5 guys go to HI tourney

Journal 3/2/1982

P1 DeBrum: Compact talks broke down Marshall Islands Foreign Secretary Tony deBrum returned home on February 25 to report that status negotiations with the United States had broken down. Secretary deBrum said in a news release: “We’re back to square one. We are now further away from the end of the negotiations than we were when Ronald Reagan took office.”

P1 Billsfish fever The Marshalls Billfish Club has decided to send a five-member team to the 24th Hawaii International Billfishing Tournament this summer. That the club has some qualifications to carry the Marshalls name into international competition was demonstrated by Mike Traxler, treasurer, and Tom Michels, president, who caught a sizable marlin in December.

P8 IFG bids soon Formal bidding will be held this month for a company to build toilets for all the Individual and Family Grant (IFG) houses that were left without toilets when the IFG program ended two years ago, according to Susan Cowan, US federal programs coordinator.

Journal 3/4/1994

P3 Guam Del. questions US medical aid to fallout-affected islands US Congressman from Guam, Robert Underwood, at a hearing in Washington, DC last week questioned why the United States medical program in the Marshall Islands is not providing care for people on islands other than Rongelap and Utrik. “I am concerned that the Department of Energy’s medical checkups on the people of Rongelap and Utrik may be failing to take into account the people who were on (other) islands downwind of the 1954 Bravo test,” Underwood told the House Natural Resources investigations subcommittee, chaired by Rep. George Miller of California.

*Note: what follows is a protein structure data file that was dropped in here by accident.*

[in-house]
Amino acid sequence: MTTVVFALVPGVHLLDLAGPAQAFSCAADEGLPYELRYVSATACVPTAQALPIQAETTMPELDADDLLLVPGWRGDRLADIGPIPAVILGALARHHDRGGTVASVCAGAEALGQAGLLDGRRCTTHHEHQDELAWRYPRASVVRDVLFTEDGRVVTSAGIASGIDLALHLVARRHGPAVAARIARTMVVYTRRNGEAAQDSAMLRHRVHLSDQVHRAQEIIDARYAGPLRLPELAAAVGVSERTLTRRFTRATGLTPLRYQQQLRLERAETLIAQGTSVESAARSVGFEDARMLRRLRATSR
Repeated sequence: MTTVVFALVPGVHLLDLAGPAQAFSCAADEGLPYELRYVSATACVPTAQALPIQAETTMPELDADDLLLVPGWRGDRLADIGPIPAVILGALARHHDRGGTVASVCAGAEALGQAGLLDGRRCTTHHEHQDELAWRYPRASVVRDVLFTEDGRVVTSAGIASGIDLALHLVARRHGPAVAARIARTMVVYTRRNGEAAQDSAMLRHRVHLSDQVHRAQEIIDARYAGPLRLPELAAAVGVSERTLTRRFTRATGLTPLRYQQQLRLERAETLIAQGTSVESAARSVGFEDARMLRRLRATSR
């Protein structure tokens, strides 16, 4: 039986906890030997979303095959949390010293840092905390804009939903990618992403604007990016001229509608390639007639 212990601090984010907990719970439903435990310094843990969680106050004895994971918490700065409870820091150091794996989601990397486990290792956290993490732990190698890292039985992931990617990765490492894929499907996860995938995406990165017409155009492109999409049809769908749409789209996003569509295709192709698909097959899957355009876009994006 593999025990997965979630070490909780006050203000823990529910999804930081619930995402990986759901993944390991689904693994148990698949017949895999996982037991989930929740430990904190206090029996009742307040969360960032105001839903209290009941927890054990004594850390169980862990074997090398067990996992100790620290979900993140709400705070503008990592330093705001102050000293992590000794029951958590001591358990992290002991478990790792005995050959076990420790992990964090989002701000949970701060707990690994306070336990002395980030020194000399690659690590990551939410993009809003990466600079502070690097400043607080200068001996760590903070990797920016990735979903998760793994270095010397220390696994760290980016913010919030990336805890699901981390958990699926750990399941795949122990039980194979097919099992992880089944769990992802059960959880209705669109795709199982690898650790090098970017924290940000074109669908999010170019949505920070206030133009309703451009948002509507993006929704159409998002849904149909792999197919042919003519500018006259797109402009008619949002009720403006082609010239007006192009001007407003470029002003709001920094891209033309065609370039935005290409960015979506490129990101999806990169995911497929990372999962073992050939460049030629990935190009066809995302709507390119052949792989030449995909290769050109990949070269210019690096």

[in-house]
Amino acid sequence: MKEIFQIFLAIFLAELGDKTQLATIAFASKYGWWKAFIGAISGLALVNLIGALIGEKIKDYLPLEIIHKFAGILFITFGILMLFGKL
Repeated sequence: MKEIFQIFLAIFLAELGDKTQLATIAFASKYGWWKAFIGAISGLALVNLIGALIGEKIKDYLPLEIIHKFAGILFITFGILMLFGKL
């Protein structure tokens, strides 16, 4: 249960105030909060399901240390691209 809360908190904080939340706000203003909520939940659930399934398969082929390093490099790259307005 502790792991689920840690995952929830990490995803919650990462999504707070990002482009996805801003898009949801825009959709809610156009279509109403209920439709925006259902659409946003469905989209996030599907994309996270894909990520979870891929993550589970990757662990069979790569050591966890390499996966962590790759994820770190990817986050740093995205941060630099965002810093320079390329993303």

P5 Drug response National Police Commissioner Norman Jennings said he was surprised about all the letters to the editor he read in last week’s Journal concerning a recent drug bust. He said it proves most people are concerned about the rise in drug-related offenses here on Majuro and that they want the police to take action. He also said the letters show there are more drugs on island than people suspect.

P5 Smart Why are Americans considered smart by Marshallese? According to two elders on Namdrik, it’s because Letao, the legendary Marshallese character known for his craftiness and guile, ran away to American some years ago and now Americans are smart like him.

P6 NCT has paid millions in claims As of December 31, the Marshall Islands Nuclear Claims Tribunal has awarded more than $22 million in claims to Marshall Islanders, of which a total of more than $9 million, or 40 percent, has been paid.

P14 300 Namdrik teeth bite the dust The Tooth Fairy was a busy lady last week on the isolated southern atoll of Namdrik. Normally, she wouldn’t have more than a tooth per week to deal with — no sweat on her bank account. But the poor lady nearly ran out of quarters (or is it crisp dollar bills in these days of inflation?) when the dental team from Majuro came to Namdrik for a visit. When Meshaie Laiden and Stephen Erakdrik arrived on Namdrik, they had their work cut out for them. It had been close to three years since the last dental visit, and there were a lot of folks with sore jaws who quickly lined up for Laiden’s and Erakdrik’s expert attention. In six days, the two dental staff yanked out close to 300 rotten teeth.

Journal 3/4/2005

P3 ADB team to attack ‘malaise in RMI govt’ A large Asian Development Bank teams is in the Marshall Islands this week to review projects and loans, address problems with some, and meet with a wide range of people. The team will be “examining issues in detail,” said team leader and RMI desk officer Steve Pollard. “What is the ‘greater malaise’ in government and what’s holding back development outcomes?”

P4 Matayoshi calls for civilized solution Marshall Islanders at Tuesday’s 51st anniversary of the largest-ever United States hydrogen bomb test called on the US to fairly compensate nuclear test survivors for the health and land damage they’ve suffered. As we mark another anniversary of Bravo, we mourn for those who’ve gone before and we grieve for those who suffered,” said Rongelap Mayor James Matayoshi. “But justice for the living is what’s on our mind.”